National Organization for Rare Disorders, Inc.
It is possible that the main title of the report Sprengel Deformity is not the name you expected. Please check the synonyms listing to find the alternate name(s) and disorder subdivision(s) covered by this report.
Related Disorders List
Information on the following diseases can be found in the Related Disorders section of this report:
- Klippel-Feil Anomaly
Sprengel Deformity is a rare congenital disorder in which the shoulder blade is displaced upward. The elevated shoulder blade causes a lump in the back of the base of the neck and may limit movement of the arm on the affected side. This disorder typically appears at birth for no apparent reason although there have been cases in which the disorder was inherited as an autosomal dominant trait. Other skeletal and muscular abnormalities have been found in association with Sprengel Deformity.
Patients with Sprengel Deformity are born with an elevated shoulder blade that may be underdeveloped. This upward displacement of the shoulder blade causes a lump in the back at the base of the neck and may limit movement of the arm.
Some patients with Sprengel Deformity may have bone, cartilage or fiber- like tissue between the shoulder blade and vertebrae next to it. Abnormalities of the skeleton and underdeveloped muscles may also be found in over half of the patients.
The following symptoms have been found in association with Sprengel Deformity in some patients: sideways curvature of the spine (scoliosis); an underdeveloped backbone (hemivertebrae); missing or fused ribs; ribs in the neck; abnormalities of the collarbone; underdeveloped or incomplete muscles of the shoulder girdle; abnormalities of the chest; organs of the body displaced on the opposite side (ex: liver on the left and heart on the right; a gap in the vertebrae column of the lower back (spina bifida occulta); and/or a condition in which there is a hole in the middle of the roof of the mouth (cleft palate).
The majority of cases of Sprengel Deformity occur for no apparent reason (sporadically). Autosomal dominant inheritance has been reported in some families.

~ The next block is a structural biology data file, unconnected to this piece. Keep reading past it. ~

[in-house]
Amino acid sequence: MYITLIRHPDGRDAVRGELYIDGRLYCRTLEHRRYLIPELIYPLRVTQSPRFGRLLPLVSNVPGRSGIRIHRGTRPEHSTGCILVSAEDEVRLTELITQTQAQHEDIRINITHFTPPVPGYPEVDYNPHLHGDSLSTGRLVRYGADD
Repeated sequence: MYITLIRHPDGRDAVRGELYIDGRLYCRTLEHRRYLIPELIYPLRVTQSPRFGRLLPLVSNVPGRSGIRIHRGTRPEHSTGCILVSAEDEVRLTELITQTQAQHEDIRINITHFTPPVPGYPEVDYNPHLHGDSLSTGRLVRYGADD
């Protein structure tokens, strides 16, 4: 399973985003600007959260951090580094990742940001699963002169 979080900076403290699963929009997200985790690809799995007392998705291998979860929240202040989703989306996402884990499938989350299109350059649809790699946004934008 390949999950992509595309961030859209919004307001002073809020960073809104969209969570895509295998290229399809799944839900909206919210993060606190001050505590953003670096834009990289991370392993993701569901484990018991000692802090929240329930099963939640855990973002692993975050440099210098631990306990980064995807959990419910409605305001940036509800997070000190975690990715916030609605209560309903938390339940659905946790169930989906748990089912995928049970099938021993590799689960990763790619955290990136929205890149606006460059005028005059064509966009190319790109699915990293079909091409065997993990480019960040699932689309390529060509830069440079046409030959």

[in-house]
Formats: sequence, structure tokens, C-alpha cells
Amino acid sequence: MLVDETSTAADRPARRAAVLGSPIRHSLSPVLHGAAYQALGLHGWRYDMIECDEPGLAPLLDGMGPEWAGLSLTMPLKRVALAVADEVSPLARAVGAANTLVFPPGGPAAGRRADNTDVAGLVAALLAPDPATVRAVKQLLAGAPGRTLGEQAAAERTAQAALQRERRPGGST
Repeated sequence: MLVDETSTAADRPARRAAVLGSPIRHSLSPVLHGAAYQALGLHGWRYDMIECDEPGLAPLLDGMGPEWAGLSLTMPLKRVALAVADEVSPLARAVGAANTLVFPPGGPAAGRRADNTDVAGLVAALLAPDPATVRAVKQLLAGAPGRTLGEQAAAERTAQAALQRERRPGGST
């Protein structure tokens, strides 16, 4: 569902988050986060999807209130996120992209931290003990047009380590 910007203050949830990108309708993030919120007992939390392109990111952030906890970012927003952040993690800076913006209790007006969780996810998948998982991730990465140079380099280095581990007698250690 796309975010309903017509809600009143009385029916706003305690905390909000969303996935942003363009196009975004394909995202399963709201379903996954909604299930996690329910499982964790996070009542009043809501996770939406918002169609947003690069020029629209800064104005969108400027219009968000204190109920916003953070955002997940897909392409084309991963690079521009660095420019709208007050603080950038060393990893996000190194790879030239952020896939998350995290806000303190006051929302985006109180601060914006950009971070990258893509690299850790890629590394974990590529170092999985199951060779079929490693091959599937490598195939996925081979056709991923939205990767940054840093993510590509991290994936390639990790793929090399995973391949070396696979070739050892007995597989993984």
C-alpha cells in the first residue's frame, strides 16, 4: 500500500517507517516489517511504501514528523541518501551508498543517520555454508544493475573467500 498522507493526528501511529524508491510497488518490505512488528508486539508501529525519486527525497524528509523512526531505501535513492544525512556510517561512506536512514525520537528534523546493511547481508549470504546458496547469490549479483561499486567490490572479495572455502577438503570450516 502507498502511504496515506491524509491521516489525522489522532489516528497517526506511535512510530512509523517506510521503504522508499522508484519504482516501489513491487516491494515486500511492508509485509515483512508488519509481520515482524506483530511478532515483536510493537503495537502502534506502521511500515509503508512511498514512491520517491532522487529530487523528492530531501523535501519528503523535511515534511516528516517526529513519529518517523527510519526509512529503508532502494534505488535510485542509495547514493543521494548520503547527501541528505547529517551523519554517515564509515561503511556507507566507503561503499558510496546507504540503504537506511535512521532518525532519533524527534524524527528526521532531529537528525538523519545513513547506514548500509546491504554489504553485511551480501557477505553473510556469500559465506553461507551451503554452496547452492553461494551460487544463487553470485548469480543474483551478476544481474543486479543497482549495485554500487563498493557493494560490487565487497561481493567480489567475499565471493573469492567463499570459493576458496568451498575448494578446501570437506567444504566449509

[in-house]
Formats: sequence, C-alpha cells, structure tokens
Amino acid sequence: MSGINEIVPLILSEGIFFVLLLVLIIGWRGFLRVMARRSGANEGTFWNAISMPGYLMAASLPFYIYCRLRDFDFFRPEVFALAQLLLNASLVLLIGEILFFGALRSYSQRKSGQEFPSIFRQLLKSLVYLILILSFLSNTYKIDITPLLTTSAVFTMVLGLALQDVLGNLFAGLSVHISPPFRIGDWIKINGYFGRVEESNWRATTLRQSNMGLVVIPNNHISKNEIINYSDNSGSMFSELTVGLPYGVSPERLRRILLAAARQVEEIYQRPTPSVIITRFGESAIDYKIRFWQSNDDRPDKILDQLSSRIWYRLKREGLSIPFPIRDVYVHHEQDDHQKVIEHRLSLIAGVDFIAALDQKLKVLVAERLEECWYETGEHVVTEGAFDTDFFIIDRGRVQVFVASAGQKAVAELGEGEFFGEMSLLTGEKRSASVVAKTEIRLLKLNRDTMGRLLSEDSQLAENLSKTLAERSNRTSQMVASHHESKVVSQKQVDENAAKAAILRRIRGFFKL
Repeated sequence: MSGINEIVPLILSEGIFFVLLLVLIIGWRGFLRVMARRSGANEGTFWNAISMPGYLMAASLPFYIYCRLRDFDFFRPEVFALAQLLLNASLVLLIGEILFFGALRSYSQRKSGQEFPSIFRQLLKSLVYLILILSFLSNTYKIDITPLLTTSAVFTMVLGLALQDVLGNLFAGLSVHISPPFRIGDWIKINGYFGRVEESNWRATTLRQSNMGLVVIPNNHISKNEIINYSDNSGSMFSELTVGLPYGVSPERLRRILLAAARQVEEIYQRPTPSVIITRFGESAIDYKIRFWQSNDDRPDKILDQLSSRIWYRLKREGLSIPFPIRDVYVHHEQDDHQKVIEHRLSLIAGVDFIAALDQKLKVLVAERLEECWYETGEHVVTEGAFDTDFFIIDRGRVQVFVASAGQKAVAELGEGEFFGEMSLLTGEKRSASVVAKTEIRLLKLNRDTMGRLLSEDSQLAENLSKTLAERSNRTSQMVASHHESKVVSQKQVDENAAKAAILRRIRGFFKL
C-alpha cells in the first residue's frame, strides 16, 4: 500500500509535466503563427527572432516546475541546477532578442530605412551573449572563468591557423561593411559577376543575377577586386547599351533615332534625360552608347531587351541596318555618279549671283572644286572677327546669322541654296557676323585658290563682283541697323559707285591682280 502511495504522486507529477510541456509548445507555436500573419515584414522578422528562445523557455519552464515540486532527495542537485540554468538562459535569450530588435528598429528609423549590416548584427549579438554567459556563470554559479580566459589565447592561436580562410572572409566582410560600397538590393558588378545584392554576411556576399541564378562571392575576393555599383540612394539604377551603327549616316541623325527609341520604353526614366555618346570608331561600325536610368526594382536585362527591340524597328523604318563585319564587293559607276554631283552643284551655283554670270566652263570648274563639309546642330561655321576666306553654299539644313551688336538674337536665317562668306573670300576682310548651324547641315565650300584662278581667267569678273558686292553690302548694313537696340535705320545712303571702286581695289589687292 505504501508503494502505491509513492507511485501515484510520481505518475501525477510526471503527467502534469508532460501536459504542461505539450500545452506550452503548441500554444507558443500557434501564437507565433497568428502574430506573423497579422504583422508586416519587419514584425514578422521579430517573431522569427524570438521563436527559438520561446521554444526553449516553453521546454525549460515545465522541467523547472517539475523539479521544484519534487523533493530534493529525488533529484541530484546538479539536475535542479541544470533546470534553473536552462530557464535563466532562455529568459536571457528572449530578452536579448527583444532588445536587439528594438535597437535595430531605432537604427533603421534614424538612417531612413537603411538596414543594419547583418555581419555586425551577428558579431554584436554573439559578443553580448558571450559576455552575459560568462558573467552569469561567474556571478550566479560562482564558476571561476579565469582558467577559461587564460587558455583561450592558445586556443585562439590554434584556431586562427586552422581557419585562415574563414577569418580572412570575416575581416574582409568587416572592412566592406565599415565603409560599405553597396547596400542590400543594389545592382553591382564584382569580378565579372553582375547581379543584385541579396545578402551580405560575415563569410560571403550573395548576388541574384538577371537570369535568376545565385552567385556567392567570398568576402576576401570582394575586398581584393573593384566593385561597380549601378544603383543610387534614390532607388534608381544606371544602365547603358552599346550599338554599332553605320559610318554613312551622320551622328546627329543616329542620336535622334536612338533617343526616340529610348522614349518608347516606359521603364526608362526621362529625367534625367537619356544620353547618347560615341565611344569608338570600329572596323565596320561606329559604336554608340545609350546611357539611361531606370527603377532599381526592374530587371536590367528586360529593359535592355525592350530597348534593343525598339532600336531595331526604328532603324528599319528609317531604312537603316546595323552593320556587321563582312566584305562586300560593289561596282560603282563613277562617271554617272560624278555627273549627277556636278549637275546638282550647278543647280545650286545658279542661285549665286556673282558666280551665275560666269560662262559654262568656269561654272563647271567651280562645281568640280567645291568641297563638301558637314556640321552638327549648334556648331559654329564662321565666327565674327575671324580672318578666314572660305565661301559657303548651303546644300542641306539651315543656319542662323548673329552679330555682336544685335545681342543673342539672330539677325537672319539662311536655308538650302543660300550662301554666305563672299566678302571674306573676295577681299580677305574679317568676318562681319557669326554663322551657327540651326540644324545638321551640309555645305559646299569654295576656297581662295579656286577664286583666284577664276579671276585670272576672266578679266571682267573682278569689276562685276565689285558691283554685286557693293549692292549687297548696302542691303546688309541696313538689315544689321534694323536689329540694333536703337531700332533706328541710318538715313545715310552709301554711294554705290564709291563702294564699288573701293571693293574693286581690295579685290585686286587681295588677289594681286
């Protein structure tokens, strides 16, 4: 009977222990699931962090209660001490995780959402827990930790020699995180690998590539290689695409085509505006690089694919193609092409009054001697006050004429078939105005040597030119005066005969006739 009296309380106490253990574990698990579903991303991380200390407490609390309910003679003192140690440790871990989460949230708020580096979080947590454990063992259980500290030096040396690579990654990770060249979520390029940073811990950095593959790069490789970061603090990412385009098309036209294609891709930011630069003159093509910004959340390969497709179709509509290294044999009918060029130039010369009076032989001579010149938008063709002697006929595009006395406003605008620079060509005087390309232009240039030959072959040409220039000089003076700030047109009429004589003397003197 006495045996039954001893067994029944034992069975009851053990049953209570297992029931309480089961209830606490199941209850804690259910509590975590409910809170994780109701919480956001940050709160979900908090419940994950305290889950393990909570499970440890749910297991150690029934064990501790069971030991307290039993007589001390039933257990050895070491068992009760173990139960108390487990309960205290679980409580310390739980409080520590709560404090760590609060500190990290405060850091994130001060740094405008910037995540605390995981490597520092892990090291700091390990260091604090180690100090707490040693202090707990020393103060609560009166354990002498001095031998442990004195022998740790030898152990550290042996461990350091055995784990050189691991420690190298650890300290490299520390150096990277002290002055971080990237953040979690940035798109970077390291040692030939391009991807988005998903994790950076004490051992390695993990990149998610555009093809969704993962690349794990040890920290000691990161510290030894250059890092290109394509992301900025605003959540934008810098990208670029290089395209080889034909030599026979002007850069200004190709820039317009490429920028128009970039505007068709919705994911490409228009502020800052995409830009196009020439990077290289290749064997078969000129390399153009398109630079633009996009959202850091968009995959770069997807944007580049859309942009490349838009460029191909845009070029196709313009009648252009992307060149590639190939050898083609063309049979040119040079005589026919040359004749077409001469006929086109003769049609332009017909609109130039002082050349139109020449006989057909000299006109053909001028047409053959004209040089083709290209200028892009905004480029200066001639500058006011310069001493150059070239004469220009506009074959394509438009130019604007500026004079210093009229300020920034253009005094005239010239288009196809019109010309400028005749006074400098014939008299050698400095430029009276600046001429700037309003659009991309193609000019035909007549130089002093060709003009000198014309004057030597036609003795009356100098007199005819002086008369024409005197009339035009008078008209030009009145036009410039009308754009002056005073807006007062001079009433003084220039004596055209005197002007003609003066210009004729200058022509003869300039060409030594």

Human traits, including the classic genetic diseases, are the product of the interaction of two genes, one received from the father and one from the mother. In dominant disorders, a single copy of the disease gene (received from either the mother or father) will be expressed "dominating" the other normal gene and resulting in the appearance of the disease. The risk of transmitting the disorder from affected parent to offspring is 50 percent for each pregnancy regardless of the sex of the resulting child.
Sprengel Deformity is a very rare disorder that affects males and females equally in autosomal dominant cases, and females twice as often as males in sporadic cases. Approximately twenty families have been reported in the medical literature with the inherited form of Sprengel Deformity.
Symptoms of the following disorders can be similar to those of Sprengel Deformity. Comparisons may be useful for a differential diagnosis:
Klippel-Feil Syndrome is a rare congenital disorder of the spine. Three types of Klippel-Feil Syndrome have been identified. Symptoms common to all three types include fusion of neck vertebrae, curvature of the spine, and a low hairline. (For more information on this disorder, choose "Klippel-Feil Syndrome" as your search term in the Rare Disease Database.)
Surgery may be performed in severe cases of Sprengel Deformity to improve mobility and cosmetic appearance.
Genetic counseling may be of benefit for patients and their families. Other treatment is symptomatic and supportive.
Research on birth defects and their causes is ongoing. The National Institutes of Health (NIH) is sponsoring the Human Genome Project which is aimed at mapping every gene in the human body and learning why they sometimes malfunction. It is hoped that this new knowledge will lead to prevention and treatment of genetic disorders in the future.
Information on current clinical trials is posted on the Internet at www.clinicaltrials.gov. All studies receiving U.S. government funding, and some supported by private industry, are posted on this government web site.
For information about clinical trials being conducted at the NIH Clinical Center in Bethesda, MD, contact the NIH Patient Recruitment Office:
Tollfree: (800) 411-1222
TTY: (866) 411-1010
For information about clinical trials sponsored by private sources, contact:
Thoene JG., ed. Physicians' Guide to Rare Diseases. Montvale, NJ: Dowden Publishing Company Inc; 1995:141-42
Buyce ML., ed. Birth Defects Encyclopedia. Dover, MA: Blackwell Scientific Publications; For: The Center for Birth Defects Information Services Inc; 1990:1593-94.
Bellemans M, et al., Results of surgical treatment of Sprengel deformity by a modified Green's procedure. J Pediatr Orthop B. 1999;8:194-96.
Borges JL, et al., Modified Woodward procedure for Sprengel deformity of the shoulder: long-term results. J Pediatr Orthop. 1996;16:508-13.
Leibovic SJ, et al., Sprengel deformity. J Bone Joint Surg Am. 1990;72:192-97.
FROM THE INTERNET
McKusick VA., ed. Online Mendelian Inheritance in Man (OMIM). Baltimore. MD: The Johns Hopkins University; Entry No: 184400; Last Update: 6/2/1986.
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It is possible that the title of this topic is not the name you selected. Please check the Synonyms listing to find the alternate name(s) and Disorder Subdivision(s) covered by this report
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Last Updated: 3/8/2008
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